As usual, I tried to make sure to cover all areas of the world as equally as possible. Looking back at the log I actually spent more time on Europe and Asia than I did on North America but ended up with 50% of the stations worked being W/VE. Every evening I was able to work 200-300 stations during North American sunset. The rest of the time I spent alternating between Europe and Asia. Propagation to both areas was good but the Asian stations just didn't seem to be around in large numbers and the European stations were just plain hard to work. Three times over the course of the operation I had to give up on Europe and turn the beam elsewhere. Call, then listen. It sounds so simple. Everyone else in the world doesn't seem to have a problem with that so why is it such an issue with some European stations?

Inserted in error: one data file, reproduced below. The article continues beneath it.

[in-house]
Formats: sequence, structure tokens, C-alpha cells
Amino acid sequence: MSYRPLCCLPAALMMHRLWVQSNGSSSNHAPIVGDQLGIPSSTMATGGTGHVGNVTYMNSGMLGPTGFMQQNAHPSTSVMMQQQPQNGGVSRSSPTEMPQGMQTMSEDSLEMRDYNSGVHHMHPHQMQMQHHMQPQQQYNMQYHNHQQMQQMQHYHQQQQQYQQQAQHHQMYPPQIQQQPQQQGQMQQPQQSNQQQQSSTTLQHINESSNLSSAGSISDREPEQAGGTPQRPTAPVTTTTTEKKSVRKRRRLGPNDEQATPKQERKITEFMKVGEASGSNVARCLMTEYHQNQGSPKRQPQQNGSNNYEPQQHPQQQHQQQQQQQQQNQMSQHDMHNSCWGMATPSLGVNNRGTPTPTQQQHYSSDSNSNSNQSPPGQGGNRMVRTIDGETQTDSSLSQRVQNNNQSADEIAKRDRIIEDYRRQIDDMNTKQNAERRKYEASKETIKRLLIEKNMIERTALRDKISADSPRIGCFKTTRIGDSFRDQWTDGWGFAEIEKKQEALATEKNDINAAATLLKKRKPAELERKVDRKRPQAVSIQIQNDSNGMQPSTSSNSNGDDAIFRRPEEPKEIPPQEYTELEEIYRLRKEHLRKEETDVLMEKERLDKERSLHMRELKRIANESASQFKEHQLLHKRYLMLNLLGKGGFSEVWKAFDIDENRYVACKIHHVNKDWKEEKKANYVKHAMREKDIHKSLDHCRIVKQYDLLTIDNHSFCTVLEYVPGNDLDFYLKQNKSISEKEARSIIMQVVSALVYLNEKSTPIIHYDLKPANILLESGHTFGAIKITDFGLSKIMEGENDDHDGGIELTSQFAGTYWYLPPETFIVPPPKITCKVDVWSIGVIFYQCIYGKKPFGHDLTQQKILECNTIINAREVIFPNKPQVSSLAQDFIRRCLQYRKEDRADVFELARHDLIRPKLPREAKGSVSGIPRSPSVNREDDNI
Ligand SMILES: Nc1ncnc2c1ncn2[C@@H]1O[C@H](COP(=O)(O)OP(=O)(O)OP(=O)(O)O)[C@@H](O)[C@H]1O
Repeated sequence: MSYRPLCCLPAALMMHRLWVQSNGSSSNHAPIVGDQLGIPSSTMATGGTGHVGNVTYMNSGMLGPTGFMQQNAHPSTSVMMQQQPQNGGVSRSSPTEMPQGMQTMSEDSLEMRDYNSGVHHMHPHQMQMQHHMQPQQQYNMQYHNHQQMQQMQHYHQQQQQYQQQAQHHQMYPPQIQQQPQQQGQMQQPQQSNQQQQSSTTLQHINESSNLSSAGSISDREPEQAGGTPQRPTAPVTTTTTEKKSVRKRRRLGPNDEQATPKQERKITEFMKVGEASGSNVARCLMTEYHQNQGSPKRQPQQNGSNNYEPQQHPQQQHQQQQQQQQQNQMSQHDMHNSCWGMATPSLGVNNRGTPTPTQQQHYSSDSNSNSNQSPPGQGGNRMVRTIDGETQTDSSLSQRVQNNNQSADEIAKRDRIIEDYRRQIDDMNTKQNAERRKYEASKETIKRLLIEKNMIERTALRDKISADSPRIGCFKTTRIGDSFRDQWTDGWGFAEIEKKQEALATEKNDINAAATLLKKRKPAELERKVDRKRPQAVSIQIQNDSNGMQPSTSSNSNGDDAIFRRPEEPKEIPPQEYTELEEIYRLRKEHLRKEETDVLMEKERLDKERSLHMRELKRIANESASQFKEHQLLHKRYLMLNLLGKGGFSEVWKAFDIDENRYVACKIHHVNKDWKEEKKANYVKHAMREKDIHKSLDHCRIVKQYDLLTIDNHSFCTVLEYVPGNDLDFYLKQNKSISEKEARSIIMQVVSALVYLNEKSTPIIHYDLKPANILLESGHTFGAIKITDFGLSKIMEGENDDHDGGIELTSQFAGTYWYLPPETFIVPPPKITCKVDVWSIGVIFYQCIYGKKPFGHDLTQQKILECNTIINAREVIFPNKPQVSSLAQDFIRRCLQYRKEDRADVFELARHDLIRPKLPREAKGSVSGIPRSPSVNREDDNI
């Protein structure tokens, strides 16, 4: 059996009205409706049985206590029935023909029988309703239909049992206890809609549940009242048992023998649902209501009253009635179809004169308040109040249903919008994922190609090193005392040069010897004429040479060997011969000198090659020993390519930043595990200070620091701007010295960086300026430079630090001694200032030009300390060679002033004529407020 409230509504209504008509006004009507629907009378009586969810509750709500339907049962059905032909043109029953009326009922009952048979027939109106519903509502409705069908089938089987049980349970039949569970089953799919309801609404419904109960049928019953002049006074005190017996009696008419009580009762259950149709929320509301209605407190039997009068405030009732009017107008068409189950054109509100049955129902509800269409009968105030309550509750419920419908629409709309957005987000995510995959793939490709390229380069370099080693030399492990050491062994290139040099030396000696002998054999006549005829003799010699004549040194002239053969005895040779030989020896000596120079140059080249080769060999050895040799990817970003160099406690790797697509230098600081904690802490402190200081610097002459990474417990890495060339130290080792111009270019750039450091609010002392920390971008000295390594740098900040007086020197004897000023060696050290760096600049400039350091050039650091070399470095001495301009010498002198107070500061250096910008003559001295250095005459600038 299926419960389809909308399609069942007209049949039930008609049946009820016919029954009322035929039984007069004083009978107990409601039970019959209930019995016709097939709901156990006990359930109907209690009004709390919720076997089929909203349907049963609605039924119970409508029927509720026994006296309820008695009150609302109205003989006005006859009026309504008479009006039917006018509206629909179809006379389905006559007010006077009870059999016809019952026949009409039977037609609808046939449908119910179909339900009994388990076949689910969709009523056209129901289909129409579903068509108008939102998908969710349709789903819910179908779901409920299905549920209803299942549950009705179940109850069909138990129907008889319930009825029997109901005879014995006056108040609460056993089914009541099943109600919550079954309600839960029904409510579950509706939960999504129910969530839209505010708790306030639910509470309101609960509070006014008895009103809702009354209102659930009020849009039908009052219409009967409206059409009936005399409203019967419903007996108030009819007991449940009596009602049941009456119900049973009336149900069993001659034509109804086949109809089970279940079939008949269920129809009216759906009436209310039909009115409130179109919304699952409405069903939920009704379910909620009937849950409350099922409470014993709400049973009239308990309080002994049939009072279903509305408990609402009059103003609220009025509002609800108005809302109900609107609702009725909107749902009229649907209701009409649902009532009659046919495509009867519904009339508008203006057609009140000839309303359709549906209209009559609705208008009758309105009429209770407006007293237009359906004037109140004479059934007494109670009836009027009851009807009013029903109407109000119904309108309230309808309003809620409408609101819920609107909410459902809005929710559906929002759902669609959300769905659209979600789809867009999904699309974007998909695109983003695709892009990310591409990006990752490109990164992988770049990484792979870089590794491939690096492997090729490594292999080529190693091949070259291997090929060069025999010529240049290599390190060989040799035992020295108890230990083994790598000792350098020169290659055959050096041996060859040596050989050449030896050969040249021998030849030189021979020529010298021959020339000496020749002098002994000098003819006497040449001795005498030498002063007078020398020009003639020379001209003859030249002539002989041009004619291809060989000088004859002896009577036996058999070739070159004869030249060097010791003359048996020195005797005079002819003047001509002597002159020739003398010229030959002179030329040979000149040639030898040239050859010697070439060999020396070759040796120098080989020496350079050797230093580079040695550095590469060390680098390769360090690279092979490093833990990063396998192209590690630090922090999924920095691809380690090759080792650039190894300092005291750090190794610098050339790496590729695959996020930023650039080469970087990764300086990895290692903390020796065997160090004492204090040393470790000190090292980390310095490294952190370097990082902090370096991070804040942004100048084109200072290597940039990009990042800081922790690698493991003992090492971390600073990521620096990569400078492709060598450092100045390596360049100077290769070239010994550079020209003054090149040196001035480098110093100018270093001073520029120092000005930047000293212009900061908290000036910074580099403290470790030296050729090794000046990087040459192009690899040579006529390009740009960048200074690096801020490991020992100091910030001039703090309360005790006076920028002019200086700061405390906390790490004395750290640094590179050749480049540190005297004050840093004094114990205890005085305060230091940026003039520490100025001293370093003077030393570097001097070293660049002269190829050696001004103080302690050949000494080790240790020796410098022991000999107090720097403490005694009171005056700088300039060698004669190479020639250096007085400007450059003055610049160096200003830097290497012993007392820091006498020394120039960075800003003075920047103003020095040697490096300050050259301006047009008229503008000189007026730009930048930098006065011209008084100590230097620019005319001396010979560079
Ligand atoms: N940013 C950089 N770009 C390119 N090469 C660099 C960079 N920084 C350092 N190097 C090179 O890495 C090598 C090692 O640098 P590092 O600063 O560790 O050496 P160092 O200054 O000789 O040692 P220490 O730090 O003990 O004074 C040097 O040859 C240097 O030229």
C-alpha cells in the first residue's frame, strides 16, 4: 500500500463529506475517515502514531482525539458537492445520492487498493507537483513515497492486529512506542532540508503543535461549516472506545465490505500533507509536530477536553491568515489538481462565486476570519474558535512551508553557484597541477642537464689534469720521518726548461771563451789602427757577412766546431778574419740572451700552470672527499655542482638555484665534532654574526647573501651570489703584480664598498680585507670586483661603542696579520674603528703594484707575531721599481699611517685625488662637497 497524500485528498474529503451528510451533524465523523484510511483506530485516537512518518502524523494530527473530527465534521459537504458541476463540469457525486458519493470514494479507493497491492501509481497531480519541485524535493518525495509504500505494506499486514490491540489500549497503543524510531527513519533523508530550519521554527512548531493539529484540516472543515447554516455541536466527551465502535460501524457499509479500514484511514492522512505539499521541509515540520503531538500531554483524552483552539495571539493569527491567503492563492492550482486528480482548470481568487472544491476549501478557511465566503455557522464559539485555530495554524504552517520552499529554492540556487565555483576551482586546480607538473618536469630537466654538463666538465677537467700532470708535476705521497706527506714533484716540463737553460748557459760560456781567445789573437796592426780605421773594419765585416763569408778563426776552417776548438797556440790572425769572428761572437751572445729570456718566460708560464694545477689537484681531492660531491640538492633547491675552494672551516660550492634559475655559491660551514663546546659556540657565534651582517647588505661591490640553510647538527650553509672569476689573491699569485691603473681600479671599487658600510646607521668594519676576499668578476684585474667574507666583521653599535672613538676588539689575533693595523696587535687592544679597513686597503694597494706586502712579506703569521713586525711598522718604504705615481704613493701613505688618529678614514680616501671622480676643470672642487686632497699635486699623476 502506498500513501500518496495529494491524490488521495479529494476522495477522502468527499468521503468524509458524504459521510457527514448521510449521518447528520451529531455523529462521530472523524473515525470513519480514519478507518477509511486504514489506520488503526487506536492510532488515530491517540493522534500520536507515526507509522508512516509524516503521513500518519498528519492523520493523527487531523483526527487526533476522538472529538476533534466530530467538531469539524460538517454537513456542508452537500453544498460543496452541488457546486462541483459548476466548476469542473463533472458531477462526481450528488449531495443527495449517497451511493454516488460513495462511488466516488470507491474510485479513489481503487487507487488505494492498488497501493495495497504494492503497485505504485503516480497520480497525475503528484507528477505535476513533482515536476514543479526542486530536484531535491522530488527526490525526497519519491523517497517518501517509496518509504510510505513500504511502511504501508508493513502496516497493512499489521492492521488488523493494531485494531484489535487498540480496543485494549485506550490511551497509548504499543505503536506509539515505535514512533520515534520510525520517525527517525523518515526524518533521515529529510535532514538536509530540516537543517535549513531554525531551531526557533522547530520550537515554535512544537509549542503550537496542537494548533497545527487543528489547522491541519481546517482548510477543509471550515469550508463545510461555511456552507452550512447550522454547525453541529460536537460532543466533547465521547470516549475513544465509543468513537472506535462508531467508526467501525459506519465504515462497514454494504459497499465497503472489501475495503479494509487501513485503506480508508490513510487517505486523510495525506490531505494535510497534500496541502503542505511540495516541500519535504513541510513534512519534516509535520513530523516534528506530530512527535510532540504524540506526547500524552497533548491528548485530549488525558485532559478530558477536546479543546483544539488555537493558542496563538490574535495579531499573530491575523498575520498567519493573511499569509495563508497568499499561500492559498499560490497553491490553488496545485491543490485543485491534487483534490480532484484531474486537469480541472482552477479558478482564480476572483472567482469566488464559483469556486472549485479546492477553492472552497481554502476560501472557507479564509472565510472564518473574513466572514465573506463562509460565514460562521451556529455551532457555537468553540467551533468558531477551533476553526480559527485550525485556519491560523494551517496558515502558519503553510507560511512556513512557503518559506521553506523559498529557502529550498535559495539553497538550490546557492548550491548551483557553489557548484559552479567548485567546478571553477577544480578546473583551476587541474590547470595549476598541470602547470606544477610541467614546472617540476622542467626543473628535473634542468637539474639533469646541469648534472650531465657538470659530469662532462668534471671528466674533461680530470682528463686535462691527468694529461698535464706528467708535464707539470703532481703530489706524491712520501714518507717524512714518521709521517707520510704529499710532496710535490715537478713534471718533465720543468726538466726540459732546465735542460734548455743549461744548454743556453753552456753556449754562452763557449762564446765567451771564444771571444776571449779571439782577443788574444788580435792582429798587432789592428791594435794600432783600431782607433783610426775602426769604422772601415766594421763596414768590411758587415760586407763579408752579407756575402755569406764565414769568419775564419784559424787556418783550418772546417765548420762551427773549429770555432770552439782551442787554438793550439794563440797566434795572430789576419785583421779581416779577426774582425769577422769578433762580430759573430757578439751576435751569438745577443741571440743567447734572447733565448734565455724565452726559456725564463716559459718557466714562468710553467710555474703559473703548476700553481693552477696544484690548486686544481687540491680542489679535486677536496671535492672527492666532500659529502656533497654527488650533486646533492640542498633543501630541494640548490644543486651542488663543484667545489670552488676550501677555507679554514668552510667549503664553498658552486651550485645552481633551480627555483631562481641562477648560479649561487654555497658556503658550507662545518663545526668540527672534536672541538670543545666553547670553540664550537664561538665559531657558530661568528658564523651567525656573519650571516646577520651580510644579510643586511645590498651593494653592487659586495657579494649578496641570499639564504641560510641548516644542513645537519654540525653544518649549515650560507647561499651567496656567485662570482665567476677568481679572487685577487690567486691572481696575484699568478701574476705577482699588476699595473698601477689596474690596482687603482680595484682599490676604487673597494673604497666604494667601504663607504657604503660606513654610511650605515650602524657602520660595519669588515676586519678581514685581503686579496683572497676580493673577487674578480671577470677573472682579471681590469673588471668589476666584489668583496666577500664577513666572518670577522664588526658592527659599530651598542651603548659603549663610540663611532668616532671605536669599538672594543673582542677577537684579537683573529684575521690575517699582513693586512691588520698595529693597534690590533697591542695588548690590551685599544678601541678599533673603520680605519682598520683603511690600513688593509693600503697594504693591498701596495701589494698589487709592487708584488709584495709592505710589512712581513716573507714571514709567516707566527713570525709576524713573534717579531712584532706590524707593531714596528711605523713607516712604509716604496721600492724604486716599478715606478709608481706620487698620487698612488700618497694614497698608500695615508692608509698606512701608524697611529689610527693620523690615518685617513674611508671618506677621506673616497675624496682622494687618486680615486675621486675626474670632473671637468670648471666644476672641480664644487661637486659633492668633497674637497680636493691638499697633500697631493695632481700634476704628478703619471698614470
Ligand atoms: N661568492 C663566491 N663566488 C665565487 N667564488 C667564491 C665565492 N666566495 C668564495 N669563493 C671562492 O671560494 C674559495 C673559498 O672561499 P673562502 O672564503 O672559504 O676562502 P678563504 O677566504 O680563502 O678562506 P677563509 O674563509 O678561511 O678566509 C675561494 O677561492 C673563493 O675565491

One of those times was around 0600z Saturday night during the IOTA contest. I had sacked out for a few hours in the evening so I could get up for Eu sunrise and then work Asia until morning. I pointed the antenna over the pole and tuned through the band working the few stations that were calling CQ. After receiving several comments about how loud I was I easily found a clear spot and started calling CQ myself. I worked several stations in short succession when 'the packet spot heard round the world' went out. Now I'm not sure exactly what happened but I imagine that 95% of the European stations were happily working away on the lower bands when they saw the 20m spot for VC8B come up. At that moment they ALL clicked on the spot, flipped over to 20m and started calling. And calling. And calling. I was reminded of the old Bugs Bunny cartoon where all the animals are fleeing from the Tazmanian Devil and Bugs is trying to find out what's going on but no one will stop to talk to him. I tried to call a couple of stations back but it was just no use. I laughed out loud and just sat back and listened. After two full minutes of non-stop, 20-over-S9 mayhem I finally shook my head and turned the beam to Asia (which from here is 90 degrees to Europe), found a new frequency and just stayed there for the rest of the contest.